“This is so much bigger than Brett Kavanaugh, or the outcome of his nomination. Women are suddenly opening their secret wounds. Their trauma — often many decades old — is becoming, for the first time, public. So are their tears…”
Robert C. Koehler
Published in: Common Dreams, Chicago Tribune, Free Press, Common Wonders Blog, LA Progressive, South Coast Today, Sierra County Prospect, Tribune Content Agency, The Sunburg News, The Smirking Chimp, Counterpunch, Bainbridge Island Review
Date: September 26,27,28,29,2018
For the full article:
The curse of eve
By Robert C. Koehler
This is so much bigger than Brett Kavanaugh, or the outcome of his nomination.
Women are suddenly opening their secret wounds. Their trauma — often many decades old — is becoming, for the first time, public. So are their tears.
Enduring a sexual assault is only the beginning of the journey through hell.
This is the awareness that has accompanied the Kavanaugh nomination and the politically motivated dismissal of Christine Blasey Ford’s accusation against him, beginning with Donald Trump’s all-knowing tweet: “I have no doubt that, if the attack on Dr. Ford was as bad as she says, charges would have been immediately filed with local Law Enforcement Authorities by either her or her loving parents. I ask that she bring those filings forward so that we can learn date, time, and place!”
It’s not easy being vulnerable!
But Trump’s callous ignorance has opened up the gates of grief and fury.
“I was watching CNN and I just broke down. I just lost it. I finally started experiencing the emotion.”
This is law professor Jeanne Woods, a friend and correspondent, talking to me a few days ago, letting it out. She was raped 45 years ago, when she was 20 years old, living in her own apartment (first time ever, her own place) in West Philadelphia.
What happened to her wasn’t simply horrific. It came wrapped in shame and confusion. This is my fault. This is my fault. Shhhhh. Tell no one.
The perpetrator was the former student of a friend, a young man struggling with his life. He had been in jail. He needed guidance — somebody to listen to him and give him encouragement. The friend had asked Jeanne if she could help him out and she was happy to oblige.
The following is a combination of Jeanne’s written account of what happened and my interview with her:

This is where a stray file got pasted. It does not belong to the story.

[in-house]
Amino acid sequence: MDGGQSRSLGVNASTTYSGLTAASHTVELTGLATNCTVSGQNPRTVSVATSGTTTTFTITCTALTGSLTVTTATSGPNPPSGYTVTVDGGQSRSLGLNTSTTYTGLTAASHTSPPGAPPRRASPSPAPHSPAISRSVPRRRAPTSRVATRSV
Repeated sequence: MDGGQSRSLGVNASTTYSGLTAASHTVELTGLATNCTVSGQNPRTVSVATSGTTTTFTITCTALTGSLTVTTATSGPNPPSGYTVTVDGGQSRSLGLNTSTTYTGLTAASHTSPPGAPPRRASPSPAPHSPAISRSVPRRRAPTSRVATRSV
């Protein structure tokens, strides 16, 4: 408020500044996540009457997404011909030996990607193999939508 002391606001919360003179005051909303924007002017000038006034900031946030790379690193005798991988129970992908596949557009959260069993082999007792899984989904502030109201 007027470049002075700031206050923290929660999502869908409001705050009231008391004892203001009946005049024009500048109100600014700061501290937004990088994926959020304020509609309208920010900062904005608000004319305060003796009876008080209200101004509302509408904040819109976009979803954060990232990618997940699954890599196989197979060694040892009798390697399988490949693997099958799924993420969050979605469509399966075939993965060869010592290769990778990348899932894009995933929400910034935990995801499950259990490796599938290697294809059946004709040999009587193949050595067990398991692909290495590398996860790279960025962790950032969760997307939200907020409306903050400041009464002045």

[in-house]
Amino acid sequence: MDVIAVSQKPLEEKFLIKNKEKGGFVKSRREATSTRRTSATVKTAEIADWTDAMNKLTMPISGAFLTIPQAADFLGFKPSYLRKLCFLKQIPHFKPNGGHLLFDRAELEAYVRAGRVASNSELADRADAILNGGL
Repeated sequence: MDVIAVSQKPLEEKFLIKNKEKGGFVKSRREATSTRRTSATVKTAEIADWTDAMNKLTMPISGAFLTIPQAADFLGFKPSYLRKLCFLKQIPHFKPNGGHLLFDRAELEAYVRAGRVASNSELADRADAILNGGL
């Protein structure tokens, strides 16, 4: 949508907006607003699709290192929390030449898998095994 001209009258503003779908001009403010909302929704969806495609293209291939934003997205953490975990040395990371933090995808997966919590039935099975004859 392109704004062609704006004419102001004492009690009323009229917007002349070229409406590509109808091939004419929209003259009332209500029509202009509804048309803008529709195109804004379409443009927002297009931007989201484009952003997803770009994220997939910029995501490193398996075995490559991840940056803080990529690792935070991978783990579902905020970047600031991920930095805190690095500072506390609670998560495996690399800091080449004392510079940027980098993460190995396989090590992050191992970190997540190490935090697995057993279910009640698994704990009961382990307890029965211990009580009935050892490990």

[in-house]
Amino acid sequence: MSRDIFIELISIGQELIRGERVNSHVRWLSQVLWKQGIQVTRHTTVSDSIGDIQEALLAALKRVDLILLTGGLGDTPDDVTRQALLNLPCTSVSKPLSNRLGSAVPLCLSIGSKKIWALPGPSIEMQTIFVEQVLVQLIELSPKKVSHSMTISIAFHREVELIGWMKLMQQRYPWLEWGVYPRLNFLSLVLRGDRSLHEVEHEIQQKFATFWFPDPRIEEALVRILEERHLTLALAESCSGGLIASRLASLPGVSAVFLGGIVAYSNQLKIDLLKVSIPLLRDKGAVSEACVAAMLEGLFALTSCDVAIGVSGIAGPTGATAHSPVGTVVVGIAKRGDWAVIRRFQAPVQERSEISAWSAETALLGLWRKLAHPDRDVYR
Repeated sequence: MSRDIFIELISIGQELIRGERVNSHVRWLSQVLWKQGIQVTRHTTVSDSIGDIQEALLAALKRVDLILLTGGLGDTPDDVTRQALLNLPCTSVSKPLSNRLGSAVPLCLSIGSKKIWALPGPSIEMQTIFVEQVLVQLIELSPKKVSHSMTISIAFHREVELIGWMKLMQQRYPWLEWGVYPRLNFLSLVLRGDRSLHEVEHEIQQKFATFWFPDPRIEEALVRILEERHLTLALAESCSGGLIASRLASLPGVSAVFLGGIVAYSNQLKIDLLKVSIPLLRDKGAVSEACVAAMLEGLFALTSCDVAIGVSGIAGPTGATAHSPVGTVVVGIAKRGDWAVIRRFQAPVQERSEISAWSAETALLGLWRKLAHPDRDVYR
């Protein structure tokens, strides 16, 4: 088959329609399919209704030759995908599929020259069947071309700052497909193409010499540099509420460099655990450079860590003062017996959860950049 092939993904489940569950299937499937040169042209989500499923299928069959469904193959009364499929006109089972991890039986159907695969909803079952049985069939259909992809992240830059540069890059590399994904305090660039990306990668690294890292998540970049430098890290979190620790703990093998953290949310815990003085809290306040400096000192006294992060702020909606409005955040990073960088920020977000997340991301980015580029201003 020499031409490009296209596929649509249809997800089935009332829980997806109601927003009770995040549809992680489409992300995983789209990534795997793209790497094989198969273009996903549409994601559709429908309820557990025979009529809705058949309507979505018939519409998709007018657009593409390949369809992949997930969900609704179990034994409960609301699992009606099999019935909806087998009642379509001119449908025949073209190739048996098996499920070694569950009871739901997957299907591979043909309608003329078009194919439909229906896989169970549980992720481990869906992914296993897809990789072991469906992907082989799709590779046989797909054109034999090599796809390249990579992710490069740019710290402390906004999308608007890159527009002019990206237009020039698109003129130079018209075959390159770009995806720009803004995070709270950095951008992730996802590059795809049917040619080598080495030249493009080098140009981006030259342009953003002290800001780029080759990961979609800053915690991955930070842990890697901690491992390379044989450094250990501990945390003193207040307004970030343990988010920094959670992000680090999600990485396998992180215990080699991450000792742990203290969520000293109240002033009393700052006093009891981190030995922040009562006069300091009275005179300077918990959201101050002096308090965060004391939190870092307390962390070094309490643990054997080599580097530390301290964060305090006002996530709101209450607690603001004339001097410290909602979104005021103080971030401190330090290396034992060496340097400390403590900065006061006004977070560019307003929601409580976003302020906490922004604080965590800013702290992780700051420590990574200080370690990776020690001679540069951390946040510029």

“We chatted amicably for several hours. We shared our mutual love of Khalil Gibran. (It was the seventies.) In my naiveté, when he said he had no place to go, I allowed this man I barely knew to stay overnight. I said, OK, you can crash on the sofa.”
In the middle of the night, he came into the bedroom and hit her in the head with an empty wine bottle. “There was glass in the bed, glass in my hair. I didn’t lose consciousness, I woke up.”
He tied her up, held a knife to her throat, raped her. “He refused to leave for three days, until he was sure I would never tell.”
Even then, when he finally left, she wasn’t finished with the ordeal. He tried to break into her apartment a short while later, but someone was with her and he gave up his attempt. She moved.
That was her last encounter with him.
And she moved on with her life. She told a few friends, but not the person who had asked her to meet with the attacker. She did not report it to police.
“Fear, shame. It was my fault! I had let somebody stay in my apartment. I asked for it.
“At a minimum,” she wrote to me, “your reputation will be dragged through the mud. You will be called a liar, your accusation diminished by the flippant descriptor, ‘he said, she said,’ portraying your experience as frivolous.
“It’s the curse of Eve. Woman as Temptress. I remember my all-girls Catholic high school, the nuns intoning, ‘girls, be chaste, be pure,’ because boys just can’t help themselves. If ‘something happens’ it is our fault. Our responsibility.”
So Jeanne bore this private blame for most of her life: “I did not allow myself to feel anger or grief. I never cried about it, even in private. I just picked up with my life as if nothing had happened.
“The Kavenaugh travesty has allowed me to cry at last, forty-five years after the event. Thank you Brett, and Chuck and Orrin for this public spectacle, for parading your misogyny before the world. It has ripped off the scabs, forced me to relive my terror, forced me to feel my grief. Hopefully, soon (with your help) I will get to the righteous anger that is my due. I am on my way to healing, as the nation is on its way to coming to grips with our diseased, pussy-grabbing culture.”
Three accusers have now come forward against Kavanaugh and the culture of male privilege in which he came of age, with allegations ranging from indecent exposure to attempted rape to possible participation in gang rape. The accusations are getting harder and harder for Republicans to ignore, dismiss or “plow through.”
But beyond the guilt or innocence of the nominee, America’s culture of shame is being torn to shreds as women like Jeanne Woods simply come forward with their stories. CNN reported, for instance, that the Rape, Abuse & Incest National Network, which maintains the National Sexual Assault Hotline (800-656-HOPE), experienced a 57 percent increase in calls since Ford came forward with her initial accusation.
And spurred by Trump’s dismissive tweet, hundreds of thousands of people, both women and men, have begun sharing their stories of abuse under the hashtag #WhyIDidntReport, according to CBS.
The culture is shifting, as the short-term agendas and long-term misogyny of so many of the nation’s “leaders” are being interrupted, at long last, by the outrage of victims who suddenly realize they are not alone.
Robert Koehler, syndicated by PeaceVoice, is a Chicago award-winning journalist and editor.
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